Breaking the language barrier: Orchestral training for El Salvador
Posted: Feb 06, 2013
Dr. Jacklin, who teaches percussion at ONU, trains young men from the National Youth Orchestra in El Salvador
Guests of the U.S. Embassy in El Salvador, Department of Music faculty Dr. Matt Jacklin and Dr. Gerald Anderson recently travelled to Central America to teach music as well as perform.
The national youth orchestra, consisting of youth ages 12 to 22 years, was their focus. The orchestra program is taken very seriously by officials in both Central America and South America. While there is one university in the capital, there is no music program. The orchestra provides an opportunity for students who want develop their talent and skills.
Leaders of the orchestra have arranged for several international guests to teach these youth, inspiring and motivating them in a very positive way. Many of the kids are very ambitious.
"I was really flattered and honored to do it, and to do God’s work," Dr. Jacklin said. “It was amazing.”
This opportunity for Dr. Jacklin and Dr. Anderson came, in part, as the result of a relationship Dr. Jacklin had formed while working on his doctorate. He received his DMA from the University of Illinois, where he became friends with Dr. James Price from El Salvador. Dr. Price now has a high government position in El Salvador, and he invited Dr. Jacklin and Dr. Anderson to travel there as guest instructors.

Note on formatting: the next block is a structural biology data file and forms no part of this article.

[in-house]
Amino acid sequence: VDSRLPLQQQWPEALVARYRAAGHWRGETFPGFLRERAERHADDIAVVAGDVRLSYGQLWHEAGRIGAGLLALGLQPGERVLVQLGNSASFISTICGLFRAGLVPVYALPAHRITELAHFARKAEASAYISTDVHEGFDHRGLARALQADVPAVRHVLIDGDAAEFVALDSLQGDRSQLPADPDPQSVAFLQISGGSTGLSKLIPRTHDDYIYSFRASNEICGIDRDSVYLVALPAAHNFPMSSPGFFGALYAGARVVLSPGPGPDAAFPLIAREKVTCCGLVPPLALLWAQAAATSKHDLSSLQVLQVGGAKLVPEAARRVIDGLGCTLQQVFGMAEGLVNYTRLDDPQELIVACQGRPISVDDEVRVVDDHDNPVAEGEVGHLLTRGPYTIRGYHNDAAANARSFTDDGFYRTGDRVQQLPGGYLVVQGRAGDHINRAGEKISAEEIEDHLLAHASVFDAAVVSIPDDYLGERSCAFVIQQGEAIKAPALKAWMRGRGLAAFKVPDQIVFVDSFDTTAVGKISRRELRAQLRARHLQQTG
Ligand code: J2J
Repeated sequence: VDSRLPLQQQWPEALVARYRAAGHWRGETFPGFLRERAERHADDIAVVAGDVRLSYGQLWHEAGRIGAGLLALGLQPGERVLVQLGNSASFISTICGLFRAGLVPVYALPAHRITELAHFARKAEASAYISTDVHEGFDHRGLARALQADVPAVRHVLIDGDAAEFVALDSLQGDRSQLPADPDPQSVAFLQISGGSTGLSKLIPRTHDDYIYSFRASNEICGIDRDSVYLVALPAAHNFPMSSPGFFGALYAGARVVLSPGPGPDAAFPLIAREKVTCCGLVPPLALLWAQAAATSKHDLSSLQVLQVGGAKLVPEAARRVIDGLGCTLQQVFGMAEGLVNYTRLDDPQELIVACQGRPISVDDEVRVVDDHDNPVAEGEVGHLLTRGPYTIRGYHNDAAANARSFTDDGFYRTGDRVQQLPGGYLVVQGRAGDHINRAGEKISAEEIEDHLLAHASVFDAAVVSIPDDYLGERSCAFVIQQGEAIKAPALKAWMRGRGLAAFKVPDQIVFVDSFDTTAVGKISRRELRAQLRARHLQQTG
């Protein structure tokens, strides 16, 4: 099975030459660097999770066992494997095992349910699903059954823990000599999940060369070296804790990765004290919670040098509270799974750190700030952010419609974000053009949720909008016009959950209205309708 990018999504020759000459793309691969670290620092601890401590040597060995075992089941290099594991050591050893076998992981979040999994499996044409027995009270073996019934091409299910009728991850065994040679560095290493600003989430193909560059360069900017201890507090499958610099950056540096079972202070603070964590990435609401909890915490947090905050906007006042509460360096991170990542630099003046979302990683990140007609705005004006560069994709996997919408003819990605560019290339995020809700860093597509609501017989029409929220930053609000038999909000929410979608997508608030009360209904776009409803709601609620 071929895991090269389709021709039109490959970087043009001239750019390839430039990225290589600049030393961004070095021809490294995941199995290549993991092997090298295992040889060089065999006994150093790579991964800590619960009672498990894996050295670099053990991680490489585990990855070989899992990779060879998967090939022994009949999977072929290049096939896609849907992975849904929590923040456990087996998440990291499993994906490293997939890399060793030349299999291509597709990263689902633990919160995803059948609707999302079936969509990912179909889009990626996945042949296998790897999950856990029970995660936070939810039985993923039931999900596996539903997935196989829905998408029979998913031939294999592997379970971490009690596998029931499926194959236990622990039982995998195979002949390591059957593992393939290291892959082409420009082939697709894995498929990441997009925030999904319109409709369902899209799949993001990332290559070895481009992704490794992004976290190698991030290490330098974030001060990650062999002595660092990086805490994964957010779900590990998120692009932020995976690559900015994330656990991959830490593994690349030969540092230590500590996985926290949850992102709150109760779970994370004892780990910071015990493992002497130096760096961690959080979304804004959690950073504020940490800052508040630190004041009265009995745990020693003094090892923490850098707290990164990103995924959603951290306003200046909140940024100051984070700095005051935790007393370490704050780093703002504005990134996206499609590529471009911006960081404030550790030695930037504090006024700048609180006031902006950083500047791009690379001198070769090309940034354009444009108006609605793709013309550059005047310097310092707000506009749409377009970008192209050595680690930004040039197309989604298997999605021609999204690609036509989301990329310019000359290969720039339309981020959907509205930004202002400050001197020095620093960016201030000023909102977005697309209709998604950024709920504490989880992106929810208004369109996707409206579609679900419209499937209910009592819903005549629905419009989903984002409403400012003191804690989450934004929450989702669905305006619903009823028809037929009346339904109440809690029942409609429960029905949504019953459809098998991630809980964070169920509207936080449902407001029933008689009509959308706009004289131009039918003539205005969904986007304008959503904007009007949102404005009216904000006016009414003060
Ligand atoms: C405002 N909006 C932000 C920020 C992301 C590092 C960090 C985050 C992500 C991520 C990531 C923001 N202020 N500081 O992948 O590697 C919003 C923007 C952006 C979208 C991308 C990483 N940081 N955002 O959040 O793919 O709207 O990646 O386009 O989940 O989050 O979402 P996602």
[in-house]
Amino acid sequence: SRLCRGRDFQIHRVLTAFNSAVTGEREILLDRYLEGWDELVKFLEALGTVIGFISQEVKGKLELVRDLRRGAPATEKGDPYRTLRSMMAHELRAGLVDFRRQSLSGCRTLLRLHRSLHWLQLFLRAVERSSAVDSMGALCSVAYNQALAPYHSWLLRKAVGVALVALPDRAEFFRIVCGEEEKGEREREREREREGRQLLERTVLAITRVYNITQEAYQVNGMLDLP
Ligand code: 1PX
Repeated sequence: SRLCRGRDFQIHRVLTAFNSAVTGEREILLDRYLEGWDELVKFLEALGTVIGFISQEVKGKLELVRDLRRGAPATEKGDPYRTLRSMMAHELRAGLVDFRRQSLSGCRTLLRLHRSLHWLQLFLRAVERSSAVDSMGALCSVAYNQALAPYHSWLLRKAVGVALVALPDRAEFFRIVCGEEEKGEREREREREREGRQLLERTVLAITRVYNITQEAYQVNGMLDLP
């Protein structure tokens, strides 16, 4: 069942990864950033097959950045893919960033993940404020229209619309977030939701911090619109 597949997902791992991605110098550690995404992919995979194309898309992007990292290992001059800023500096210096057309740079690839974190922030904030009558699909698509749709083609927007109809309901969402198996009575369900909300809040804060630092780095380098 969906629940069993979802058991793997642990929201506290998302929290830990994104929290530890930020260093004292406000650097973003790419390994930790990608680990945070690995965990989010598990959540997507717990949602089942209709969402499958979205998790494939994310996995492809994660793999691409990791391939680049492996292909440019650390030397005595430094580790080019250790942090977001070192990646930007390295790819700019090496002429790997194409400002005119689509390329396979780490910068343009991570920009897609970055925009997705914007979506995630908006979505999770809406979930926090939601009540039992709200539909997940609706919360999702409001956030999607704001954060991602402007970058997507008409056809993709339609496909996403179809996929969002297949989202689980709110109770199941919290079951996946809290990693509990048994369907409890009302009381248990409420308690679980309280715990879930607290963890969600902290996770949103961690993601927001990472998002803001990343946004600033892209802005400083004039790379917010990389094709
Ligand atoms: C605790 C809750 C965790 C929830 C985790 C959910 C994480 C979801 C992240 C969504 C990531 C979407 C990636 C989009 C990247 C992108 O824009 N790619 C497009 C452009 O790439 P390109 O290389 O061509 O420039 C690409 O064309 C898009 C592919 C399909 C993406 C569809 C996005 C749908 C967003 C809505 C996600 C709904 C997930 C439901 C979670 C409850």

"Olivet deserves a lot of credit of this program, too," Dr. Jacklin said. In support of the trip, Olivet provided the plane tickets and helped with the traveling arrangements.
Dr. Jacklin felt that the most difficult part of the trip was the cultural differences. They had to go through a translator. But this experience solidified the idea that music can break through any language barrier.
"I had the opportunity to be a counselor to these kids," Dr. Jacklin said.
Although they were in a secular environment, both men remembered that this is still God's work. Dr. Jacklin stressed that searching for God's work is important.
"At Olivet we want to do that. When you get beyond this campus, what can you do to make a difference and shine a light? You can be instrumental to God's will," Jacklin said.